Mode of action
Fungicides inhibit fungal growth by interfering with critical cellular processes. Mode of action (MOA) refers to the specific cellular process inhibited by a particular fungicide. FRAC currently lists 11 modes of action in its Mode of Action Poster and Code List (Table 1, column 1). Fungicides may have a mode action that is not fully understood at the time of introduction. Until there is specific evidence of the involved biochemical processes, FRAC list these compounds as “Unknown Mode of Action” in the FRAC code list.
Within each mode of action there are specific sites of action. These sites of action or target sites are the specific enzymes in a cellular process to which the fungicides are binding. For example, both strobilurin fungicides and SDHI fungicides share the same MOA (inhibition of respiration) but have different sites of action in the respiratory pathway; SDHI’s inhibit complex II while strobilurins inhibit complex III. In pharmaceutical literature the inhibition of a specific enzyme is referred to as the mechanism of action (some pathologists use the term mechanism of action interchangeably with mode of action). FRAC assigns compounds active at the same target site a number (e.g. the SDHIs are FRAC group #7 on the FRAC Code list).
To understand the biochemical interaction of the fungicide with a specific target site, the analogy of using a lock and key to open a door is useful. The lock is the target site on the enzyme and the key is the natural substrate the enzyme interacts with to complete normal cellular processes (analogous to unlocking the door). The fungicide(s) active at that target site are an additional set of key-like objects which can also fit into the lock. If one of these “artificial” keys is in the lock, the normal key/substrate cannot fit into the lock and the fungal biochemical process is blocked (the door cannot be unlocked). Inside the cell, the fungicide and the substrate compete for the lock/target site. As the fungicide accumulates in the cell, the normal substrate can no longer compete for the target site and normal cellular processes will reach such a low level, or may be blocked entirely, that adverse effects are observed. While the fungicides share similarity with the fungal substrate in terms of their three-dimensional structure, they are not identical. It is possible that alterations to the lock/target site could occur that will allow the fungal substrate to continue to bind and normal cellular processes to proceed, but not allow the fungicide(s) to bind (i.e. the lock could be changed such the original key still works to unlock the door but the key-like fungicide no longer fits in the lock). This situation results in one specific type of resistance known as target-site resistance.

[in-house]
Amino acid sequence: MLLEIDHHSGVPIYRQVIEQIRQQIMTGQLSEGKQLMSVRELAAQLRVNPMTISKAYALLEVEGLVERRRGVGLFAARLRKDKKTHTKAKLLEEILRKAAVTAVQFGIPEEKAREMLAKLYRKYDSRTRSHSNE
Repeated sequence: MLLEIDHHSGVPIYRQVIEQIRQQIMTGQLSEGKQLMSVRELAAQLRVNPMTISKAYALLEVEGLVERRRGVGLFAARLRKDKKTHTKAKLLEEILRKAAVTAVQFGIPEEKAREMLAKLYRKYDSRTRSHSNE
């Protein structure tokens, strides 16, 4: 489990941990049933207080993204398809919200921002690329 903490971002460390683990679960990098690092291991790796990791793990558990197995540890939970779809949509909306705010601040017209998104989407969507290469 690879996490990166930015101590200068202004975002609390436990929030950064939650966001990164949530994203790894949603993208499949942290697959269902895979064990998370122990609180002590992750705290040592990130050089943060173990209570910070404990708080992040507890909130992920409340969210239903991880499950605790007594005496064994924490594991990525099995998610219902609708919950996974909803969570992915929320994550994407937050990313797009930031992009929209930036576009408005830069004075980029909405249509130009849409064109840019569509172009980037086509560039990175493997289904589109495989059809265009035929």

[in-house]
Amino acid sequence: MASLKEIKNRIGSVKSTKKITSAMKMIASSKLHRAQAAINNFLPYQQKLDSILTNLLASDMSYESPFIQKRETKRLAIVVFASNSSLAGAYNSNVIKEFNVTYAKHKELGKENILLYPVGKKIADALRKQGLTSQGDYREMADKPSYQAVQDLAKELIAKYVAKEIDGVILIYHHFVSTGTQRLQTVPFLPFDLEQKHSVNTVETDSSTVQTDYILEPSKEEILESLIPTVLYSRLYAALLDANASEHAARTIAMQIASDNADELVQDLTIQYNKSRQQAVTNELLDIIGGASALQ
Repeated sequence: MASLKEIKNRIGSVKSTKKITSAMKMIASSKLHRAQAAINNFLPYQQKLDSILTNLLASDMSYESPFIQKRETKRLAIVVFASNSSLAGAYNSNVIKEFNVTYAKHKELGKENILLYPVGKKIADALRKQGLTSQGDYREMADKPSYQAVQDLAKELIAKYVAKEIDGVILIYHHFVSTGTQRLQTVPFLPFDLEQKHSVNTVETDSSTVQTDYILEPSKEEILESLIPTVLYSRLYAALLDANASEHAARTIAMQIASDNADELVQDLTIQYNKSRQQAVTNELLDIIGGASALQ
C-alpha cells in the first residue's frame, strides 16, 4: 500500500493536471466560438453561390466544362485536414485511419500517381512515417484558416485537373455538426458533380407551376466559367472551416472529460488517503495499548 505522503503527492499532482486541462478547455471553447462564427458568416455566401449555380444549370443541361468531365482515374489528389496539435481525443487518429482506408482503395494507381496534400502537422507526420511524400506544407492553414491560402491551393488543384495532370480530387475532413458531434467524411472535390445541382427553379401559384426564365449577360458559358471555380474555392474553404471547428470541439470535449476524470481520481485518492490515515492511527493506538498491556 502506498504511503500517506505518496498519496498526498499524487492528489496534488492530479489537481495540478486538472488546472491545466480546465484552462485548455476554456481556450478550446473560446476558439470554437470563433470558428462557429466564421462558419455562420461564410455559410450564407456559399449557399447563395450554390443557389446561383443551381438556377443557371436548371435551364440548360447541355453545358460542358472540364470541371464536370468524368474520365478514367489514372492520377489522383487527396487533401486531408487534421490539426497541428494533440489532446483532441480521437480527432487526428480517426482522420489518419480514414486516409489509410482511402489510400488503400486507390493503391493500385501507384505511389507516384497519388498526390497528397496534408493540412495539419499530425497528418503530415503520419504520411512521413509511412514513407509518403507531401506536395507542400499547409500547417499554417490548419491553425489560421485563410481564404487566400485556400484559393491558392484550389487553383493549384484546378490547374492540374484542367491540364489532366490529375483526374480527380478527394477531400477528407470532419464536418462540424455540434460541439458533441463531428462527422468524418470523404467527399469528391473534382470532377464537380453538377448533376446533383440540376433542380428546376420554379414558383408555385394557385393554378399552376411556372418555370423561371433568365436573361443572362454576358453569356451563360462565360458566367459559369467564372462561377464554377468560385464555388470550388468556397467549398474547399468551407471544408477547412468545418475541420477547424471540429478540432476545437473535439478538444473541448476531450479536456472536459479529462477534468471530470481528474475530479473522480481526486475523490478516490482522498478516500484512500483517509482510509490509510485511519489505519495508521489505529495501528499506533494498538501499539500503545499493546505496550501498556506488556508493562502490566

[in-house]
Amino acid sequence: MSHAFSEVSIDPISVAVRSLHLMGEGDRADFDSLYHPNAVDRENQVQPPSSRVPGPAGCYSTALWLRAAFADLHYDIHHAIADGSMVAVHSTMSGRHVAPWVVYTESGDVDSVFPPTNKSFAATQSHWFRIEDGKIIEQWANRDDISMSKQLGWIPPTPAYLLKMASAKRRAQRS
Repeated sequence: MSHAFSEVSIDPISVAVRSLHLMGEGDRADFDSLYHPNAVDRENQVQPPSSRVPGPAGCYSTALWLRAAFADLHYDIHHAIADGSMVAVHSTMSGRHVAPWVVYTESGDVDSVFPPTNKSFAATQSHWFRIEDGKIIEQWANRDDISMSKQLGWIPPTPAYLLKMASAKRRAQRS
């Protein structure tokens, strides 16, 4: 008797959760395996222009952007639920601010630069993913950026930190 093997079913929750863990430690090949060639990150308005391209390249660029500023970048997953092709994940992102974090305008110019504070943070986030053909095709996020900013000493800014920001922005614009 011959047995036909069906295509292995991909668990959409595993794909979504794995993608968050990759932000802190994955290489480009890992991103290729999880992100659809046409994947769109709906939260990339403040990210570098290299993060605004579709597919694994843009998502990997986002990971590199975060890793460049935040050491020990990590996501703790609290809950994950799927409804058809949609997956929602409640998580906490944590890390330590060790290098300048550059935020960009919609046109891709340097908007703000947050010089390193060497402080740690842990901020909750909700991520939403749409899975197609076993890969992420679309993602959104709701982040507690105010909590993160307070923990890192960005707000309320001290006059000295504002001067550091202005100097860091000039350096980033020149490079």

Fungicides active at the same target site (i.e. that is within the same FRAC code # on the FRAC Code List) are generally considered to be cross-resistant to each other. Cross-resistance is a phenomenon that occurs when resistance arises to one fungicide that also results in resistance to another fungicide. Occasionally, cross-resistance can occur between compounds active at different target sites (see multi-drug resistance under mechanisms of resistance below). The actual target site is not completely understood for some fungicides so the target site description remains rather generic. For example, the target site description of the azanapthalenes is signal transduction. The two azanapthalenes, quinoyxfen and proquinazid, are grouped together in the same FRAC group since cross resistance was observed in Erysiphe necator. Interestingly, no cross-resistance was observed in another powdery mildew species, Blumeria graminis (Genet and Jaworska, 2009). Negative cross-resistance can also occur. Negative cross resistance is when a change results in a reduction in sensitivity to one fungicide and an increase in sensitivity to another fungicide. For example, isolates of Botrytis cinerea with reduced sensitivity to the benzimidazole fungicides (FRAC group #1 on the FRAC code list) have an increased sensitivity to the N-phenyl carbamates (FRAC group #10 on the FRAC code list; Leroux et al 1989).